Kids are feeling isolated. Parents are feeling isolated. Grandparents can feel isolated.

Jackson Browne, the great singer-songwriter of the 70’s and 80’s said it well, “There is a God-sized hole in all of us”.

Into the breach comes us – the local church – not just a community of everyday people like everyone else – but a holy community of every day holy, chosen, set a part people, lavished by God’s love and named by him as his very own people; A community with divine connection. A local community with eternal links to the heavenly – the God-like.

So, you see, now I know that the distance between those holy saints represented in statues and paintings and spoken of with great respect is not very big. Now I know, by God’s choosing and his great love for me that I am a saint.

Now I know that my baptism day was my adoption day into the great hall of saints – the long room in God’s MCG – my name is up on the mahogany boards. I have my place in the annuls of God’s community achievements – beforeIi even knew my own name he did this for me through my parents…..

 Now I know that the reason I am a saint is not because I am good, but because I am new.

 Now I know that being a saint is being good, but it is dying to sin and rising to life with Jesus everyday – and that is new enough.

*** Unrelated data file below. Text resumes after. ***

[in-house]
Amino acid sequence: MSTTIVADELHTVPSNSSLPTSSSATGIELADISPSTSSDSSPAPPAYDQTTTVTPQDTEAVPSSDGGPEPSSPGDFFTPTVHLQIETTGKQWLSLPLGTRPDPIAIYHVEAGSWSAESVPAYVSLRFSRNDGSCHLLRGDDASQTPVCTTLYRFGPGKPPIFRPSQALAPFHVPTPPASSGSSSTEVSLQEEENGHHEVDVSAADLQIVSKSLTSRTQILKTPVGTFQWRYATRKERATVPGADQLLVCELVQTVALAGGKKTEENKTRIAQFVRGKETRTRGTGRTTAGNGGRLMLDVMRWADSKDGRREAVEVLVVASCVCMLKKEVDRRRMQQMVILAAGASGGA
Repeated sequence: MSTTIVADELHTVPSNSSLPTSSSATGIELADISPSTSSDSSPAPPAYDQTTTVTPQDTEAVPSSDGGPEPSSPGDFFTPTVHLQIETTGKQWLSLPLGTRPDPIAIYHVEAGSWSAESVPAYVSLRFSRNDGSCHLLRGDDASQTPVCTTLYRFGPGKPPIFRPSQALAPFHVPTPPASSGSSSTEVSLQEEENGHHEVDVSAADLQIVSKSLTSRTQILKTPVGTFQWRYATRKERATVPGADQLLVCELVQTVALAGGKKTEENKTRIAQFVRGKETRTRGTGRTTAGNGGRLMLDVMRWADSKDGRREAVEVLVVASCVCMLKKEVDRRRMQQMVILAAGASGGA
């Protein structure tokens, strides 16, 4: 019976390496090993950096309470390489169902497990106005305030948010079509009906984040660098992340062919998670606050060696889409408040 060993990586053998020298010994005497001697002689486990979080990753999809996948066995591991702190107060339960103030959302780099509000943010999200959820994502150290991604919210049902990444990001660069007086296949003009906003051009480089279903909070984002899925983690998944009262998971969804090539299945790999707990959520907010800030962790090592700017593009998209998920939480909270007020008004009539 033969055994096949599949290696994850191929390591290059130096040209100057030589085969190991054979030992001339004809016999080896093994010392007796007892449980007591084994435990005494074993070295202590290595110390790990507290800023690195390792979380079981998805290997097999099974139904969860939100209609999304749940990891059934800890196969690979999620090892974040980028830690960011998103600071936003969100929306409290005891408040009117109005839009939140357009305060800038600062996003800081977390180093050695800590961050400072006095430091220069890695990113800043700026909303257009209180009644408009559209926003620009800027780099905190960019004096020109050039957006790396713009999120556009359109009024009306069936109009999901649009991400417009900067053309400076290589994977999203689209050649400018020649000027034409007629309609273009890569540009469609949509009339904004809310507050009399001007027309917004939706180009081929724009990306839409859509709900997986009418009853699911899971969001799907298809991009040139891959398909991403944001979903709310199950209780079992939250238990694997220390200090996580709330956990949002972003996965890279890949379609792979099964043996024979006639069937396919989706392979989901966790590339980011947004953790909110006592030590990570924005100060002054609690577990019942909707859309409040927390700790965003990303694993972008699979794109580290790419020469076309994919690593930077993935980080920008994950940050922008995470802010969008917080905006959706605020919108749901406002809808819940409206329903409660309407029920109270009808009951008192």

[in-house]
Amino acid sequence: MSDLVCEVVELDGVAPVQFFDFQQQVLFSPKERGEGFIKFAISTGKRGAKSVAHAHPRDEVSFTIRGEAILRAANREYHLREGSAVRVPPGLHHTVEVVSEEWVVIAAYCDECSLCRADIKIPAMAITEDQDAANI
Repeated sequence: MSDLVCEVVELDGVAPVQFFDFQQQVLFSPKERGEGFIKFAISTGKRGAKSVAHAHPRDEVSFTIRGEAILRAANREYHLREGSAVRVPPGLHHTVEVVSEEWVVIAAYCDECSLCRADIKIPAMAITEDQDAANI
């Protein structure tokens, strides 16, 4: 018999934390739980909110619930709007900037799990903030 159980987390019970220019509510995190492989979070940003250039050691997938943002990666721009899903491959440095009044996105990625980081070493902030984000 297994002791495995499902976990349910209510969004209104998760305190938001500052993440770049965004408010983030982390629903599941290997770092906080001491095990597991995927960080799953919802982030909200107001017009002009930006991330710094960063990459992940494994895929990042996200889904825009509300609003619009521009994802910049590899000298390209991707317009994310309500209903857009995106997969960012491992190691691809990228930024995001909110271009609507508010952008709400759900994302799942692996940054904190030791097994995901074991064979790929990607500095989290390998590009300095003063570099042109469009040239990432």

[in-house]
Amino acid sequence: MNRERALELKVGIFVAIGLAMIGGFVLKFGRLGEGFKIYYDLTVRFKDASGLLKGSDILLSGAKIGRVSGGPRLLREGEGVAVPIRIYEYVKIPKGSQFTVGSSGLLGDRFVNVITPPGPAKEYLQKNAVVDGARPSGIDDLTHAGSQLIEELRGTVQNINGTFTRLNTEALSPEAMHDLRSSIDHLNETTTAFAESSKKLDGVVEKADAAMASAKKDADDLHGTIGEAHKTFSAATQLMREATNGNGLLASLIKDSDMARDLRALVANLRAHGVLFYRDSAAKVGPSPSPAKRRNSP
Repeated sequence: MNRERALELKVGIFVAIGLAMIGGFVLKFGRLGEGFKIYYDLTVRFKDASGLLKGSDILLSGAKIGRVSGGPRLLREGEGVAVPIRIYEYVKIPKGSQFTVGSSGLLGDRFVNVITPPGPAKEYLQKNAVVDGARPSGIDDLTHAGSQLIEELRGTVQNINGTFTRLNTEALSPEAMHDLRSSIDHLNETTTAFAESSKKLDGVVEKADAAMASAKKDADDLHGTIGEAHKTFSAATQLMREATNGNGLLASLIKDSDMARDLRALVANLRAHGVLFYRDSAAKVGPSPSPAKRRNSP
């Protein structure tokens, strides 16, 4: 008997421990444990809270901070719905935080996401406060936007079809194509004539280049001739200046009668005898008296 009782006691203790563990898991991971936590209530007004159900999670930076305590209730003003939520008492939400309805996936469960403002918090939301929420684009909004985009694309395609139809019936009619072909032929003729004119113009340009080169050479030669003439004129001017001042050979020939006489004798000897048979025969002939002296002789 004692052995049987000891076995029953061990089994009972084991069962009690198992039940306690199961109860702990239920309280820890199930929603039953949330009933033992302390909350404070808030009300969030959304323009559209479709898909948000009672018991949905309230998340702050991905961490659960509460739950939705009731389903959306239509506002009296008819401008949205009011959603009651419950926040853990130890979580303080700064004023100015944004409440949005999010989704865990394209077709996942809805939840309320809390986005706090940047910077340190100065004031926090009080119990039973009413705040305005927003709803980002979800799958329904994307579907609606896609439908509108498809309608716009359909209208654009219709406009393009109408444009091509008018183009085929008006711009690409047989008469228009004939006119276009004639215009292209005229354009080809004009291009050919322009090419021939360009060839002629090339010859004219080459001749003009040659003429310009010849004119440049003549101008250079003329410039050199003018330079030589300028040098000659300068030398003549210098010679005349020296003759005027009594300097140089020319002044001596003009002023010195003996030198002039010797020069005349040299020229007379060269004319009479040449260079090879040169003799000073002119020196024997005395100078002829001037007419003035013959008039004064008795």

His love is enough. As we sometimes sing, “His grace is enough for me” or ‘Amazing Grace that saved a wretch like me”.

Break out the chisel and get to work on the statue. Pick up the paint brush and start painting! Not me, but yourself! We are lavished loves of the Lord of love – Jesus.

Even better, lets paint a picture of God as we love others in the way we have been lavishly loved. That will be a picture worth seeing one day when all the saints come marching in. We will be in the long line of joy with that old lady we heard about today too, who gave her very self into the hands of her Lord at the temple that day when Jesus was watching and approved of her for her true giving.

John was famous for many things. This letter, the great letter called the Bok of Revelation, for being one so close to Jesus and naming himself, “the one whom Jesus loved”; Quite a title to name yourself, “the one whom Jesus loved”.

But he is famous for something else…..

The story goes that in his old age (he was the only one of the twelve to see old age), he would preach in his little Mediterranean church community. He would rise slowly and shuffle his way to the little pulpit. People would be waiting with baited breath for the great loved one of Jesus t speak in long words about what he had seen and heard.

You could imagine all the “heaven seekers’ there; people wanting to touch the supernatural and experience “the third heaven”. People itching to experience the immediate and powerful presence of God and see the crystal sea and the cherubim and etc….

And the great man of heaven would get up and say, ‘Little children. Love each other”. And sit down.